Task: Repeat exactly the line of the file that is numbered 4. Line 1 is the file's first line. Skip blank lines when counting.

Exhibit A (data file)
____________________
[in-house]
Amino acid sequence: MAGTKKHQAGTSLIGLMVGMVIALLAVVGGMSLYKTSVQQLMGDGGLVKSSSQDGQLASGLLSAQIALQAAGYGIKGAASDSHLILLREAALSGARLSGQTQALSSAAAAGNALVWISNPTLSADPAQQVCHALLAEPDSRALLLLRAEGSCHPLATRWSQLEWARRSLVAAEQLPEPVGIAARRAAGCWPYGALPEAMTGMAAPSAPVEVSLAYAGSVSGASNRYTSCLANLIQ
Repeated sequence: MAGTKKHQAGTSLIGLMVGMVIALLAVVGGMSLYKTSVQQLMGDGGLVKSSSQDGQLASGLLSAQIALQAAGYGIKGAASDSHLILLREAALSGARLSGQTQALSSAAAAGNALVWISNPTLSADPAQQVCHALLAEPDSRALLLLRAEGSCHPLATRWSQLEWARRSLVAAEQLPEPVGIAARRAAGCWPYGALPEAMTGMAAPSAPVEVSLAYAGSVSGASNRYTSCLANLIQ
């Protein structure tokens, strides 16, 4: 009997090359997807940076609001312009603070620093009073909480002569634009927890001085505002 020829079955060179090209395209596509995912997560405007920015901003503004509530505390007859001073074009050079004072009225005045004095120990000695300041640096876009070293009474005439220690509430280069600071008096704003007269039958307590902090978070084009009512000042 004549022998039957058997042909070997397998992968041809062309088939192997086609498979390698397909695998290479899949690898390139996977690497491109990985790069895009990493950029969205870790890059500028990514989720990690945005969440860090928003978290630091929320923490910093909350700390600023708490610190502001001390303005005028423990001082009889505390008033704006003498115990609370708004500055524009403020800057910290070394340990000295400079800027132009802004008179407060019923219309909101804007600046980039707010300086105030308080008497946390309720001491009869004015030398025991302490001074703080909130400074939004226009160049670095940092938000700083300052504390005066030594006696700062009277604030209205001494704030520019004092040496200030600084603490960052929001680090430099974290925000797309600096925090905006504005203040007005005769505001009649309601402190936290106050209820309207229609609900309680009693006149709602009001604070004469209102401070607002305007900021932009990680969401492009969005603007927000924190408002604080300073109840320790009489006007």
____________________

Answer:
């Protein structure tokens, strides 16, 4: 009997090359997807940076609001312009603070620093009073909480002569634009927890001085505002 020829079955060179090209395209596509995912997560405007920015901003503004509530505390007859001073074009050079004072009225005045004095120990000695300041640096876009070293009474005439220690509430280069600071008096704003007269039958307590902090978070084009009512000042 004549022998039957058997042909070997397998992968041809062309088939192997086609498979390698397909695998290479899949690898390139996977690497491109990985790069895009990493950029969205870790890059500028990514989720990690945005969440860090928003978290630091929320923490910093909350700390600023708490610190502001001390303005005028423990001082009889505390008033704006003498115990609370708004500055524009403020800057910290070394340990000295400079800027132009802004008179407060019923219309909101804007600046980039707010300086105030308080008497946390309720001491009869004015030398025991302490001074703080909130400074939004226009160049670095940092938000700083300052504390005066030594006696700062009277604030209205001494704030520019004092040496200030600084603490960052929001680090430099974290925000797309600096925090905006504005203040007005005769505001009649309601402190936290106050209820309207229609609900309680009693006149709602009001604070004469209102401070607002305007900021932009990680969401492009969005603007927000924190408002604080300073109840320790009489006007």